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Does Class affect our perception of the comic image?

I don’t feel that class effects our perception of the comic image. Comic books play similar rolls to that of movies in that they give people heroes and someone to look up to. During World War I Americans were looking for heroes and they found them in comics and movies. The comics made heroes that were carried out the American dream. These heroes portrayed men and women who came from rural areas, the backbone of America, and had very strict moral codes. These heroes fought off villains that were the complete opposite, usually from the city these villains had terrible morals and would reek havoc on the innocent.

The reason that class doesn’t effect the perception of the comic image is because comics create heroes in which everyone idolizes. These heroes are universal as appose to being a hero for a certain class of people. In essence the readers are all sitting in the same seats watching the same show.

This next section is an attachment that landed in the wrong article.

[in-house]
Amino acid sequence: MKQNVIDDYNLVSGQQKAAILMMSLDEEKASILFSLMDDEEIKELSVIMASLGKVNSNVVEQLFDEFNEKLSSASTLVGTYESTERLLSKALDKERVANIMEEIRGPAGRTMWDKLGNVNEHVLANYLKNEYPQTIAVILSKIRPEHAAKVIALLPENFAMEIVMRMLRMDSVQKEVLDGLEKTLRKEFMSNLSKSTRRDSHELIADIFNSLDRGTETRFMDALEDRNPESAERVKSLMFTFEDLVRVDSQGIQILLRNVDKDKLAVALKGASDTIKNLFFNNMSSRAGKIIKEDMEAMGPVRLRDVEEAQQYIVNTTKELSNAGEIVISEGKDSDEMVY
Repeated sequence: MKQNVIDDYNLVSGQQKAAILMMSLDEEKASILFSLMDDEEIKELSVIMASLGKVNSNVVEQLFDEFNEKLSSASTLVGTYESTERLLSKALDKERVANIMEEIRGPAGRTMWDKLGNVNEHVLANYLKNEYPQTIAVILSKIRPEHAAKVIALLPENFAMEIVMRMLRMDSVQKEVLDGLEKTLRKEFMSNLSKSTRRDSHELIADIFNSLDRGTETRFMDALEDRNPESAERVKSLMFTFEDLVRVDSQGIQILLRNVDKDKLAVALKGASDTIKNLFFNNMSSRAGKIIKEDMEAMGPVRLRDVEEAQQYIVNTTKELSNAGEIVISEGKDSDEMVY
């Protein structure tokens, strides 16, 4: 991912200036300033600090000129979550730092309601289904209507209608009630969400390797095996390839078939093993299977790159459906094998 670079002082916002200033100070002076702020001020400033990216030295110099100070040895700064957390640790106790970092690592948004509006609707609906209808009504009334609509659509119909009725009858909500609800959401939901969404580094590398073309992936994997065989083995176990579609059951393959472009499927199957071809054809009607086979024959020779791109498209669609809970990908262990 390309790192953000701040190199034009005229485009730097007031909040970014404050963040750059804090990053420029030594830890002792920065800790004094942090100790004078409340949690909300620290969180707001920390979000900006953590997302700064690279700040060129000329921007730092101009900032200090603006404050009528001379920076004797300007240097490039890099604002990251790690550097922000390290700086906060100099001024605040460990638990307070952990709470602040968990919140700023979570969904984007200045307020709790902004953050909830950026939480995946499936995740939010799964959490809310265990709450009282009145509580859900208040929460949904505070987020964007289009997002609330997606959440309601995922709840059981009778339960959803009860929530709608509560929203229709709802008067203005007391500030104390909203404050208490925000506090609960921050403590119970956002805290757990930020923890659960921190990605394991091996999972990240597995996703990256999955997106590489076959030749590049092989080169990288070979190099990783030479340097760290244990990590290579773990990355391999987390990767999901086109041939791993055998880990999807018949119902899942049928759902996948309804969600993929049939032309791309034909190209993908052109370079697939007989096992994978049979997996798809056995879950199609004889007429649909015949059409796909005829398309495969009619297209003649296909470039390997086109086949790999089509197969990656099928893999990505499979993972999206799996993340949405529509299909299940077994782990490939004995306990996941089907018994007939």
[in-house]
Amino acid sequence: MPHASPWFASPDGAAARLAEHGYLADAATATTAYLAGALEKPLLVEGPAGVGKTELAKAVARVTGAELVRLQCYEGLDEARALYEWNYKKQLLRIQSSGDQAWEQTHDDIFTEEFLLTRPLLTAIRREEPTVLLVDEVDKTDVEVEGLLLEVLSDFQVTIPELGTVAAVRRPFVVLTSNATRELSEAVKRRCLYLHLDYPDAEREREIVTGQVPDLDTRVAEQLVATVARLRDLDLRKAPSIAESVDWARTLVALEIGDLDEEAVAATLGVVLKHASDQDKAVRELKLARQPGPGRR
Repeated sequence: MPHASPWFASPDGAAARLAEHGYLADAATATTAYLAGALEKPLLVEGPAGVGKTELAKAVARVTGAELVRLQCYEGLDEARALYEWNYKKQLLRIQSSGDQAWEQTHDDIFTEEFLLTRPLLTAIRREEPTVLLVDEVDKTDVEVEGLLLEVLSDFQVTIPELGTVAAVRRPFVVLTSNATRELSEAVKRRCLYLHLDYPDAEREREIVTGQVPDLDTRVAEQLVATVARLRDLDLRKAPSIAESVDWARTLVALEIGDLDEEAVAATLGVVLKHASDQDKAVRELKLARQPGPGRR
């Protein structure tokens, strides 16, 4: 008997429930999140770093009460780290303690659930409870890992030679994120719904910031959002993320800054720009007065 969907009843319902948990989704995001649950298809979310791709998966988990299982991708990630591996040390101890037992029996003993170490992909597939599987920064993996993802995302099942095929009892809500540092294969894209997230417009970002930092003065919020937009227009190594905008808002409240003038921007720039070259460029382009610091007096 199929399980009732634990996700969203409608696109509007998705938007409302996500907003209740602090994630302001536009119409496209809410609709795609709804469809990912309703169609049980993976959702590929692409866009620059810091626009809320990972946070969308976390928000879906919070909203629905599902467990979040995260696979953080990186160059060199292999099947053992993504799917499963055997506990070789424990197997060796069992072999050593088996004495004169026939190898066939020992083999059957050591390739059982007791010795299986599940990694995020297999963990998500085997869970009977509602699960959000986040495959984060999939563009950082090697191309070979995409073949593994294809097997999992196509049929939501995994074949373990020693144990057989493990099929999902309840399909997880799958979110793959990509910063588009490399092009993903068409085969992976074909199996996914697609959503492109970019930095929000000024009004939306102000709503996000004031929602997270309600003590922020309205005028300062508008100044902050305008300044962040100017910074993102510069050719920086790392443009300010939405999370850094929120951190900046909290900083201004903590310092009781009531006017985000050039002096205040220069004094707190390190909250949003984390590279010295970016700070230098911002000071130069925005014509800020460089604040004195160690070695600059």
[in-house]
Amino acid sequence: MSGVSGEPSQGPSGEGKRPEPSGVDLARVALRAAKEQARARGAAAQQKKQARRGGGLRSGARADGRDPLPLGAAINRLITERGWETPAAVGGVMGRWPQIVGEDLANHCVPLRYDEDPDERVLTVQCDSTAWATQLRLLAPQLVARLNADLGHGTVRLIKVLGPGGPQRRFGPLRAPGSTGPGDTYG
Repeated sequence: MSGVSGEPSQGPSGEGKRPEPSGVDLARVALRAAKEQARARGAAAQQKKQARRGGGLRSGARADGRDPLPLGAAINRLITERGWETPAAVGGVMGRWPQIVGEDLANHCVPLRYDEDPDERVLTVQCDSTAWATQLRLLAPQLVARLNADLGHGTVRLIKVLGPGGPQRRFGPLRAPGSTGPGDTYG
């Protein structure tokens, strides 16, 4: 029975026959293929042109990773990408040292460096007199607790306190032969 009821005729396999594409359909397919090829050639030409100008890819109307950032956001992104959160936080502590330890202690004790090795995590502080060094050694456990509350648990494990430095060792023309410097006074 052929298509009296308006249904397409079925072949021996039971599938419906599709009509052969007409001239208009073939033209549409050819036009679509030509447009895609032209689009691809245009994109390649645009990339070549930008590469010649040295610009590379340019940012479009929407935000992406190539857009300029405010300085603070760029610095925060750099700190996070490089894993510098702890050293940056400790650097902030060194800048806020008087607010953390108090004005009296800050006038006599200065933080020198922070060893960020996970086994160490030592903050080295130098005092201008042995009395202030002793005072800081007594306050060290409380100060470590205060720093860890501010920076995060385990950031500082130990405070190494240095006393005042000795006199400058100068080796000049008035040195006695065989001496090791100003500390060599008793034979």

The perception of the comic image is a universal one. Everyone sees these heroes as idols and during the first World War Americans were searching for heroes. Not only were comic heroes becoming a big deal, but sports were also becoming extremely popular. The sports stars were similar to the comic book heroes because they in essence were all American heroes. They were muscular, powerful, smart, athletic people with a strong set of morals. These heroes helped to keep American views positive during the war time and also served as a distraction.


Bill said…
But does *everyone* really idolize comic book heroes? There's been quite a bit of condemnation of them over the years.

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